might ever among he gave sad strokes again. And then the two brethren traced and traversed for to be of both hands of Sir La Cote Male Taile, but he by fine force and knightly prowess gat them afore him. And then when he felt himself so wounded, then he doubled his strokes, and gave them so many wounds that he felled them to the earth, and would have slain them had they not yielded them. And right so Sir La Cote Male Taile took the best horse that there was of them three, and so rode forth his way to the other fortress and bridge; and there he met with the third brother whose name was Sir Plenorius, a full noble knight, and there they jousted together, and either smote other down, horse and man, to the earth. And then they avoided their horses, and dressed their shields, and drew their swords, and gave many sad strokes, and one while the one knight was afore on the bridge, and another while the other. And thus they fought two hours and more, and never rested. And ever Sir Launcelot and the damosel beheld them. Alas, said the damosel, my knight fighteth passing sore and over long. Now may ye see, said Sir Launcelot, that he is a noble knight, for to consider his first battle, and his grievous wounds; and even forthwithal so wounded as he is, it is marvel that he may endure this long battle with that good knight.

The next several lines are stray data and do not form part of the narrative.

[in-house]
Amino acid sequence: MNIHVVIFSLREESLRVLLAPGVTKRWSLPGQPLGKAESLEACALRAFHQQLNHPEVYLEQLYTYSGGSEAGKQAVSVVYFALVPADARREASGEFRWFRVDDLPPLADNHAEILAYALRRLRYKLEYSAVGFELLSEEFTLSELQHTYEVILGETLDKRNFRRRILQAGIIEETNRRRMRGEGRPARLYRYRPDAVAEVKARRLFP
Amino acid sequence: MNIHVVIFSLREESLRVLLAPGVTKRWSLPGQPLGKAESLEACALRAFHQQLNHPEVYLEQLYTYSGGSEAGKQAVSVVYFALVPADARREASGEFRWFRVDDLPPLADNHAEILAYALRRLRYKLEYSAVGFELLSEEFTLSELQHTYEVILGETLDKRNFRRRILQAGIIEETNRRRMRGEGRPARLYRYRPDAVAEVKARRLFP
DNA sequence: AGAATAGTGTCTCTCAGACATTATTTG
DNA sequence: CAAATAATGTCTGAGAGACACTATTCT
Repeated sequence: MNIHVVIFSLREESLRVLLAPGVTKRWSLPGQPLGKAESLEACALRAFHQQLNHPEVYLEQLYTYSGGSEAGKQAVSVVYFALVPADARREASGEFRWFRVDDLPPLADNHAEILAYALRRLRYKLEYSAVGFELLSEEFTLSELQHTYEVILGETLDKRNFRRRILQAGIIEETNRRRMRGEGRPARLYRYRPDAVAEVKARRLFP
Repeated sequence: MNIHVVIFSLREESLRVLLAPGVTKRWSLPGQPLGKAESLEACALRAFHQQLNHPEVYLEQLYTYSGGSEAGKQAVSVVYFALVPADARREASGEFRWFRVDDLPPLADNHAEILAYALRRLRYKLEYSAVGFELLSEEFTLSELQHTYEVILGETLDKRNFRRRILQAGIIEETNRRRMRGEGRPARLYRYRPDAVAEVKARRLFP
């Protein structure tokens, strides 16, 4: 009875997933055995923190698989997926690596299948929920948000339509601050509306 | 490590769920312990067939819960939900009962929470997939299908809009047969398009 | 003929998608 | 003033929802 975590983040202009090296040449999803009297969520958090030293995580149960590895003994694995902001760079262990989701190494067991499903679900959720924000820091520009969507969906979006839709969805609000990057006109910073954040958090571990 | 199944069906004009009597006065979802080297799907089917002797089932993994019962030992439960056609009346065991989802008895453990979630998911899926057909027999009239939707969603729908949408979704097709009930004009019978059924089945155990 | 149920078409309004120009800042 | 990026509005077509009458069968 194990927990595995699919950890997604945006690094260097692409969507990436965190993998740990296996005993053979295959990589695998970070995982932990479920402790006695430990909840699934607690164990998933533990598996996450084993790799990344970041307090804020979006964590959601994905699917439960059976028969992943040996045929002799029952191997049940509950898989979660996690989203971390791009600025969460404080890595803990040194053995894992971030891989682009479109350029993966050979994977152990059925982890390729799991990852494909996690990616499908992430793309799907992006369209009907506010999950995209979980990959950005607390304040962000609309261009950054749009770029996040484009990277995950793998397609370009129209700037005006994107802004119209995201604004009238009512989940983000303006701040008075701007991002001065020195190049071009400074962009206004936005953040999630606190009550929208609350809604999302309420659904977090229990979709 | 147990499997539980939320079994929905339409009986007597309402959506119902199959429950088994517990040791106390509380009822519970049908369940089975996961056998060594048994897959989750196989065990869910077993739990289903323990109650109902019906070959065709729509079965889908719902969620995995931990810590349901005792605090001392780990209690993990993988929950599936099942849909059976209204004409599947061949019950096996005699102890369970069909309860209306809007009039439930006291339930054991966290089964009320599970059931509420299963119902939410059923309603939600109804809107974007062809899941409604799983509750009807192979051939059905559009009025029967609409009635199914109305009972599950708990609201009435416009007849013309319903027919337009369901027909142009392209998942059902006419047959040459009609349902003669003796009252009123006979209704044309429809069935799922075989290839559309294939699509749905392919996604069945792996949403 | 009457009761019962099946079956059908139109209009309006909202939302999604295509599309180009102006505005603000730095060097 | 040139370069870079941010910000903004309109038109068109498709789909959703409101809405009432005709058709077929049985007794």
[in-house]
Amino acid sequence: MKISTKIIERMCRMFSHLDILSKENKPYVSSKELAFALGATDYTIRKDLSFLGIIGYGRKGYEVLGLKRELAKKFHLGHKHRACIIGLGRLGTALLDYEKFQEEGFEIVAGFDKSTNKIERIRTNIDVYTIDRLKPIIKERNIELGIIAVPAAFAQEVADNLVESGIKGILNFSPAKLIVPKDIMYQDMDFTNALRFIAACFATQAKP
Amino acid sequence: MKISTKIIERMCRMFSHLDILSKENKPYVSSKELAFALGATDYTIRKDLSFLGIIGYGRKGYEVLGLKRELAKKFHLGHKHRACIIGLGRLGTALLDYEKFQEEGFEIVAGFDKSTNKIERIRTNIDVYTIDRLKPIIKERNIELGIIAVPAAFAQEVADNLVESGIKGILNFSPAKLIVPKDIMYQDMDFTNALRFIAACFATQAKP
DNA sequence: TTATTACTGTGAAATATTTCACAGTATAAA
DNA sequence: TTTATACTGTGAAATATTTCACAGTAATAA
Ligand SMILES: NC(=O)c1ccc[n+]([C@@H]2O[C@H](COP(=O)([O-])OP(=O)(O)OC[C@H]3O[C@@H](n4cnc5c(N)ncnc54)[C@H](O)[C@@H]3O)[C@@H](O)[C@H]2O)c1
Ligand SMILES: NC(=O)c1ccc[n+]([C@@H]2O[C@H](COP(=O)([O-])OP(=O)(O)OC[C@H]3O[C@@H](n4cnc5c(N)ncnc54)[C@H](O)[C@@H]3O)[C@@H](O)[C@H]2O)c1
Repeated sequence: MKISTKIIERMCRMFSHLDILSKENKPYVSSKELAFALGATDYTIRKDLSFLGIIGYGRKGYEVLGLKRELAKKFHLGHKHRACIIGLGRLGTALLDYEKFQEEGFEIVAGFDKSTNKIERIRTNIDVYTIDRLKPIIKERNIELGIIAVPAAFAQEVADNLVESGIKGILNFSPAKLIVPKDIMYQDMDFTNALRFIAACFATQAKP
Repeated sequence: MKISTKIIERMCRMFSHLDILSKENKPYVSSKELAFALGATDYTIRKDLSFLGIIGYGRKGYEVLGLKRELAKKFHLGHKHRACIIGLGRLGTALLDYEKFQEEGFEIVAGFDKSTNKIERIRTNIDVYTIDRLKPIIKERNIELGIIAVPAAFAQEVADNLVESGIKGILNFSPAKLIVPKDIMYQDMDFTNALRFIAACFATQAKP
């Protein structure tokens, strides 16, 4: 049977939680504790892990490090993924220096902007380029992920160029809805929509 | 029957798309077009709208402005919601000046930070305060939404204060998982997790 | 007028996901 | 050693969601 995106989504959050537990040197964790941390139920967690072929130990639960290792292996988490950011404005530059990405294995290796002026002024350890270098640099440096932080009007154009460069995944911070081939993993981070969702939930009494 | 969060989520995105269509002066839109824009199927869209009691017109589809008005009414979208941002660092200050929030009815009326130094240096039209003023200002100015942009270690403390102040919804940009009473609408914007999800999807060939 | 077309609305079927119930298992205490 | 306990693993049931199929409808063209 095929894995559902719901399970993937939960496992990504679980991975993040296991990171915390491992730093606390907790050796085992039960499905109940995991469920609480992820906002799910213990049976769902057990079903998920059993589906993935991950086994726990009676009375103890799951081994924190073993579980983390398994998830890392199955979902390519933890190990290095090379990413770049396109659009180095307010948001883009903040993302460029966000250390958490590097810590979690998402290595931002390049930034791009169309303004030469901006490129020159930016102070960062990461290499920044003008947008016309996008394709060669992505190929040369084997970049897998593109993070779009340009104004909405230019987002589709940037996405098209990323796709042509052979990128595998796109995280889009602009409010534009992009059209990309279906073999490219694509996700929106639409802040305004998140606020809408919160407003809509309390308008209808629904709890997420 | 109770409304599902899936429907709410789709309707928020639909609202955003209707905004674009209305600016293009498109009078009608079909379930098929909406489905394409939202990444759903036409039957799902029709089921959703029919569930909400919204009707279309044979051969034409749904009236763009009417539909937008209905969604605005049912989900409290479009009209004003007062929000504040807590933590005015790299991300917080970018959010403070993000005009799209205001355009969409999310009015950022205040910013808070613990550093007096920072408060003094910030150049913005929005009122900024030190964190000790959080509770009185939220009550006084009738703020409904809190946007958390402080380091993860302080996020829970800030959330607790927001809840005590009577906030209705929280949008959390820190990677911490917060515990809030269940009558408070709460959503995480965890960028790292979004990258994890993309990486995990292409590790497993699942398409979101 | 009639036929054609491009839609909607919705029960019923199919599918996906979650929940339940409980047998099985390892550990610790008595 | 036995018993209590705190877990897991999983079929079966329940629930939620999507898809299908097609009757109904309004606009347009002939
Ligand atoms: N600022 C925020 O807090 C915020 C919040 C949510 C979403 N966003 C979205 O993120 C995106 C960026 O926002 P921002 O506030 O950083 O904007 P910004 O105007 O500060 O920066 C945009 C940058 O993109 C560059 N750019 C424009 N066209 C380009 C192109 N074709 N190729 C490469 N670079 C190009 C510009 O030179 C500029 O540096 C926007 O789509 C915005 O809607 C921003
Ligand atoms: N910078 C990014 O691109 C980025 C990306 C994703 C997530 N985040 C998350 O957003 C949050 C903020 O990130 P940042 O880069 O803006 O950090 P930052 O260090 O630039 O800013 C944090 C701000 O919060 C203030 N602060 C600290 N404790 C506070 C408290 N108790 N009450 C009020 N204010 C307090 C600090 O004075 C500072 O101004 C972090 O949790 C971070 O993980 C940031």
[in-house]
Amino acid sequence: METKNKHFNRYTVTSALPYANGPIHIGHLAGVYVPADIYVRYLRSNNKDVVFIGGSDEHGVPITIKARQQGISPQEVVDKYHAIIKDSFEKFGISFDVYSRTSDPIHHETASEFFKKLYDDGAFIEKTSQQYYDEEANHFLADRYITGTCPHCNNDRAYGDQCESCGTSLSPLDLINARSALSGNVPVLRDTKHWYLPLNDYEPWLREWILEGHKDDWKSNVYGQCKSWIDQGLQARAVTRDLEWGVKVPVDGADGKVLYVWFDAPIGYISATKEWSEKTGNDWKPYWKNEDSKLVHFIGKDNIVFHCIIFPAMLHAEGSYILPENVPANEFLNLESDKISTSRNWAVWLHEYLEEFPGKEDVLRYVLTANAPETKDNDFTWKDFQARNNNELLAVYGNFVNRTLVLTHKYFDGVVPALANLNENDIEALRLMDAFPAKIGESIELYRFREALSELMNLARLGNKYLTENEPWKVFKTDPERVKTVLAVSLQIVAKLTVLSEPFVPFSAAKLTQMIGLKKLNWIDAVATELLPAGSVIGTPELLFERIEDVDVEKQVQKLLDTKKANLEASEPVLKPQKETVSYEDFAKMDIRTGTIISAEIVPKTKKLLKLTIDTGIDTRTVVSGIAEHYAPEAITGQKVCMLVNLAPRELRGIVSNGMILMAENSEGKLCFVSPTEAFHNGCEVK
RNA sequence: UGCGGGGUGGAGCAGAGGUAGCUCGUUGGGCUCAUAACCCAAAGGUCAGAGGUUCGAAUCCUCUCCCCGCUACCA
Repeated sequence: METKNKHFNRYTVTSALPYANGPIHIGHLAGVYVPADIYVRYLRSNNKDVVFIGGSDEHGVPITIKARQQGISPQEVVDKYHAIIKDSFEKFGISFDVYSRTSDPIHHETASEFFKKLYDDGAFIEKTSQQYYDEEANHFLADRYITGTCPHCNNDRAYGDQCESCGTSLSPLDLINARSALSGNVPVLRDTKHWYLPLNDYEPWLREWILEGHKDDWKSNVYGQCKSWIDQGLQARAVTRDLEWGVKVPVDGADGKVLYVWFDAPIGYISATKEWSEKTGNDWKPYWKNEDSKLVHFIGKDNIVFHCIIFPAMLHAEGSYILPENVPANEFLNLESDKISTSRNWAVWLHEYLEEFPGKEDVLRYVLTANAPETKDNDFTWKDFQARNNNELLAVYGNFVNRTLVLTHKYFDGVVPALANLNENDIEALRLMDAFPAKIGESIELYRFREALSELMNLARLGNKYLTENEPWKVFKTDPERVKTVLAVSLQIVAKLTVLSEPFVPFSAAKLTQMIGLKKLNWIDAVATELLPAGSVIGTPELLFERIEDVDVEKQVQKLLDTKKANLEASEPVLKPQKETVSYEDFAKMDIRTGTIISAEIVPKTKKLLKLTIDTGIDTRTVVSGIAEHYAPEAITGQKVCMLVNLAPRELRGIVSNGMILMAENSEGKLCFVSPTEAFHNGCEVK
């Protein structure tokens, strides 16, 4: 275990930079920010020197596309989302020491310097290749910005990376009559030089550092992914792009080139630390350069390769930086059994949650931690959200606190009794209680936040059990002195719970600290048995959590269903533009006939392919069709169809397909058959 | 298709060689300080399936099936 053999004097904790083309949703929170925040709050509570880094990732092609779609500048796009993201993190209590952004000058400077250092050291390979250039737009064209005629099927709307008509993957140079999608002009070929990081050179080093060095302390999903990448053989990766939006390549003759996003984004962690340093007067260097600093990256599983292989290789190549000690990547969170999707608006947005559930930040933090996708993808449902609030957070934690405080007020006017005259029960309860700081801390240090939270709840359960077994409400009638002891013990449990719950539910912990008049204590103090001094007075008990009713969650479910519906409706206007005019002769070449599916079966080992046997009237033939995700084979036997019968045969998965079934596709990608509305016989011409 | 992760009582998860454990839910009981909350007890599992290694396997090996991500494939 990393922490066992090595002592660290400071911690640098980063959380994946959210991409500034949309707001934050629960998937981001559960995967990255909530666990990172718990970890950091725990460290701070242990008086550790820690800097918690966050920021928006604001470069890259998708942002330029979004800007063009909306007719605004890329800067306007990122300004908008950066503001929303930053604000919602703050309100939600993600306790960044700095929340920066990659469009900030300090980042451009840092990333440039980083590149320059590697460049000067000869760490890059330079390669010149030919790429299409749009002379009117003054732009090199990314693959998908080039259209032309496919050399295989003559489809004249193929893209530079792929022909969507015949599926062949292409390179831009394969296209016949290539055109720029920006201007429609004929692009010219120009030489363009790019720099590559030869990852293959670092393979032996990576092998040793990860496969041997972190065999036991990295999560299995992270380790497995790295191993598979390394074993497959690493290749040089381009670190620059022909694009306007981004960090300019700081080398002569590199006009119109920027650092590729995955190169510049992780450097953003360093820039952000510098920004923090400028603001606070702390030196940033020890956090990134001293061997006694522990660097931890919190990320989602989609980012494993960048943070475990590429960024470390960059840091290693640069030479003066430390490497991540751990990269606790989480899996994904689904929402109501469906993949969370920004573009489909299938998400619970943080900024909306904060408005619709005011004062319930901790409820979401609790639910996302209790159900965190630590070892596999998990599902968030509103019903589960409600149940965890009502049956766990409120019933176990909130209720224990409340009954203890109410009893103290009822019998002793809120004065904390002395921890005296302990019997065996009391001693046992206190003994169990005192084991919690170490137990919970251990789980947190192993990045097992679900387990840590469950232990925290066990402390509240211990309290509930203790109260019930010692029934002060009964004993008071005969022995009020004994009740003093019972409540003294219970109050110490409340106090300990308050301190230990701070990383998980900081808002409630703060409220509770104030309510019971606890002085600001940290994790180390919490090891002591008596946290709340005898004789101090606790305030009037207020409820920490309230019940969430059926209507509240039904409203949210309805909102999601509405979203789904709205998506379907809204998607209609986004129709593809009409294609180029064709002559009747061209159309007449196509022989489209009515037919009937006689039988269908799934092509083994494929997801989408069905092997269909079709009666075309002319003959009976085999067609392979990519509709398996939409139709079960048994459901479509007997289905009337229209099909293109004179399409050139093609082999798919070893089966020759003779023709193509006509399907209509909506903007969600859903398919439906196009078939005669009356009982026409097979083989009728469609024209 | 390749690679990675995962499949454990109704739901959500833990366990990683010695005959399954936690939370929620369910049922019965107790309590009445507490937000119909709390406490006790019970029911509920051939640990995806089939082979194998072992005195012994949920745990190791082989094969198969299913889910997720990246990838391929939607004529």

HOW LA COTE MALE TAILE WAS TAKEN PRISONER, AND AFTER RESCUED BY SIR LAUNCELOT, AND HOW SIR LAUNCELOT OVERCAME FOUR BRETHREN
This meanwhile Sir La Cote Male Taile sank right down upon the earth, what forwounded and what forbled he might not stand. Then the other knight had pity of him, and said: Fair young knight, dismay you not, for had ye been fresh when ye met with me, as I was, I wot well that I should not have endured so long as ye have done; and therefore for your noble deeds of arms I shall show to you kindness and gentleness in all that I may. And forthwithal this noble knight, Sir Plenorius, took him up in his arms, and led him into his tower. And then he commanded him the wine, and made to search him and to stop his bleeding wounds. Sir, said La Cote Male Taile, withdraw you from me, and hie you